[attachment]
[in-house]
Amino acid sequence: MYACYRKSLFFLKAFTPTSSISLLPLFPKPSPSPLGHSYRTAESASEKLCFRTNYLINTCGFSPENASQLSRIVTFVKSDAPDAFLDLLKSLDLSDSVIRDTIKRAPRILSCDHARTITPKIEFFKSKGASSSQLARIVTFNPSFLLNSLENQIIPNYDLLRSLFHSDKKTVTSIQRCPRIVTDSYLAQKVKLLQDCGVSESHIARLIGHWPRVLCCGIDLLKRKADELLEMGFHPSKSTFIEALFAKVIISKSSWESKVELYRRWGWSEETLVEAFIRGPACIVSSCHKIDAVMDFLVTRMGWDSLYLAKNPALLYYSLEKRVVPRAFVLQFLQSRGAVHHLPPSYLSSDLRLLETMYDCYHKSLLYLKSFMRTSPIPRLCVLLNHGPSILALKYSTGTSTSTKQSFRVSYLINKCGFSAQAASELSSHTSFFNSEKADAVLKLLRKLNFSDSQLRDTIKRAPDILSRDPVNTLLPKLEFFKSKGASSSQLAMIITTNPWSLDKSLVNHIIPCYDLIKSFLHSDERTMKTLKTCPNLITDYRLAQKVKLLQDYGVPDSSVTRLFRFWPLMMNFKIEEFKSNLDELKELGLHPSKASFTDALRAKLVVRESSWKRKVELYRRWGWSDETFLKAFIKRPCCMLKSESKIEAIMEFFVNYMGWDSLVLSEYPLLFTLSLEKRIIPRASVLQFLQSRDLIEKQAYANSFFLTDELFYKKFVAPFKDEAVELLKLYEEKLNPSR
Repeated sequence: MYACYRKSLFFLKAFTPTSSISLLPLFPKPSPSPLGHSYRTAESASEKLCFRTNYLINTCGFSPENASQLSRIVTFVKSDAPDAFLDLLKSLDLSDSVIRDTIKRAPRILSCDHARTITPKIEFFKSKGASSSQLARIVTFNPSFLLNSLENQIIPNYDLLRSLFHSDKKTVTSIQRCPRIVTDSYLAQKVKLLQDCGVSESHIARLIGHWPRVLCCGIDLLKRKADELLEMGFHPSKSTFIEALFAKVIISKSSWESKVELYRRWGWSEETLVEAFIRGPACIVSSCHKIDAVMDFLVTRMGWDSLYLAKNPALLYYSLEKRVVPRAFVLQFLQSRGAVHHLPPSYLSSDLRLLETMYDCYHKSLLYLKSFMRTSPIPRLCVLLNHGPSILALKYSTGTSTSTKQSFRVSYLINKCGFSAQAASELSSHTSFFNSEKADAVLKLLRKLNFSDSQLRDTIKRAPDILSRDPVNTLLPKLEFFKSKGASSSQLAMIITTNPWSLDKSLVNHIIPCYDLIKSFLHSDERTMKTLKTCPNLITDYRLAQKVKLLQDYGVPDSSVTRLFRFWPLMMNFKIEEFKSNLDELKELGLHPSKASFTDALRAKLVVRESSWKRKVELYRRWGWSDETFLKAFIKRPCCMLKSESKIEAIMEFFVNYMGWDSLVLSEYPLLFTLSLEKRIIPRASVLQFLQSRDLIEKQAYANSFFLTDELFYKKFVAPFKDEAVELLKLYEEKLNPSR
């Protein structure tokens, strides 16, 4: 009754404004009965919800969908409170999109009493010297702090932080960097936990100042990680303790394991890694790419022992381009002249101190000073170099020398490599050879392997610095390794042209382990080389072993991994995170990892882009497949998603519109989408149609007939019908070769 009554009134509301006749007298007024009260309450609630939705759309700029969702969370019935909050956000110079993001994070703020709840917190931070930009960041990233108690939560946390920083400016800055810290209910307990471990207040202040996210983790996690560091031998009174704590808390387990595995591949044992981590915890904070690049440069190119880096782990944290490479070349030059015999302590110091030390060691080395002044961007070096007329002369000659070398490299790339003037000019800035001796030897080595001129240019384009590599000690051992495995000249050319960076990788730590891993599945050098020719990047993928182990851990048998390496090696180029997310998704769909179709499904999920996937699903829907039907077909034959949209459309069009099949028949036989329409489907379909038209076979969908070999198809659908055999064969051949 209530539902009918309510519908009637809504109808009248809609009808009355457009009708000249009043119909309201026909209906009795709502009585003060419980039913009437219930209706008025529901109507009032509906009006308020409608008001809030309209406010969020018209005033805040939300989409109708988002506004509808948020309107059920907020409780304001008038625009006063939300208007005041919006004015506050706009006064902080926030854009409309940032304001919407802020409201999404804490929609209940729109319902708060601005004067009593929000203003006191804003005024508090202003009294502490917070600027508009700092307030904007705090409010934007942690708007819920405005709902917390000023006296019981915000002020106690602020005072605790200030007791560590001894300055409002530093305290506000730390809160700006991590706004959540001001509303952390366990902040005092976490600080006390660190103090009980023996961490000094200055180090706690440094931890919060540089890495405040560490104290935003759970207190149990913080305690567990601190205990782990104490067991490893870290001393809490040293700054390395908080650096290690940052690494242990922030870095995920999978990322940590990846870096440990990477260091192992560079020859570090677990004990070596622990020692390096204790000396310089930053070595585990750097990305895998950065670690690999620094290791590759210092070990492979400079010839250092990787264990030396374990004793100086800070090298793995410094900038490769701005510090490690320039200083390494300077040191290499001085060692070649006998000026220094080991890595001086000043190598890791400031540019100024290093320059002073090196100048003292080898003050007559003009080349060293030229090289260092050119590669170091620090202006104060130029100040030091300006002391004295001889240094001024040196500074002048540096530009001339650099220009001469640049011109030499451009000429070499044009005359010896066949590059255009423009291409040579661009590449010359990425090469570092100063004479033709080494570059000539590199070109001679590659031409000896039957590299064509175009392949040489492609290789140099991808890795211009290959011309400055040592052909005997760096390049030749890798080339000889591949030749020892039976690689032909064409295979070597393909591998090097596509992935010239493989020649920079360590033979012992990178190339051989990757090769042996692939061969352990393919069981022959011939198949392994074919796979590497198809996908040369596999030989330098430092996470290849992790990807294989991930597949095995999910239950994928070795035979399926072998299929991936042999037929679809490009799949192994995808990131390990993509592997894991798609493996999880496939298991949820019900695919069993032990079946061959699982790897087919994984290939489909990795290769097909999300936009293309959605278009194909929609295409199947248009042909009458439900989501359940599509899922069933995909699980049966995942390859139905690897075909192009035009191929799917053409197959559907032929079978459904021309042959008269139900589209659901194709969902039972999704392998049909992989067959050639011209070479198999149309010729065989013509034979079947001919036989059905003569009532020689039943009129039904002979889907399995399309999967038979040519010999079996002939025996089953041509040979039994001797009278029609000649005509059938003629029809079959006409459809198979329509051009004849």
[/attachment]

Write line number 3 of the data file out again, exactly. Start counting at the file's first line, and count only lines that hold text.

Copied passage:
Repeated sequence: MYACYRKSLFFLKAFTPTSSISLLPLFPKPSPSPLGHSYRTAESASEKLCFRTNYLINTCGFSPENASQLSRIVTFVKSDAPDAFLDLLKSLDLSDSVIRDTIKRAPRILSCDHARTITPKIEFFKSKGASSSQLARIVTFNPSFLLNSLENQIIPNYDLLRSLFHSDKKTVTSIQRCPRIVTDSYLAQKVKLLQDCGVSESHIARLIGHWPRVLCCGIDLLKRKADELLEMGFHPSKSTFIEALFAKVIISKSSWESKVELYRRWGWSEETLVEAFIRGPACIVSSCHKIDAVMDFLVTRMGWDSLYLAKNPALLYYSLEKRVVPRAFVLQFLQSRGAVHHLPPSYLSSDLRLLETMYDCYHKSLLYLKSFMRTSPIPRLCVLLNHGPSILALKYSTGTSTSTKQSFRVSYLINKCGFSAQAASELSSHTSFFNSEKADAVLKLLRKLNFSDSQLRDTIKRAPDILSRDPVNTLLPKLEFFKSKGASSSQLAMIITTNPWSLDKSLVNHIIPCYDLIKSFLHSDERTMKTLKTCPNLITDYRLAQKVKLLQDYGVPDSSVTRLFRFWPLMMNFKIEEFKSNLDELKELGLHPSKASFTDALRAKLVVRESSWKRKVELYRRWGWSDETFLKAFIKRPCCMLKSESKIEAIMEFFVNYMGWDSLVLSEYPLLFTLSLEKRIIPRASVLQFLQSRDLIEKQAYANSFFLTDELFYKKFVAPFKDEAVELLKLYEEKLNPSR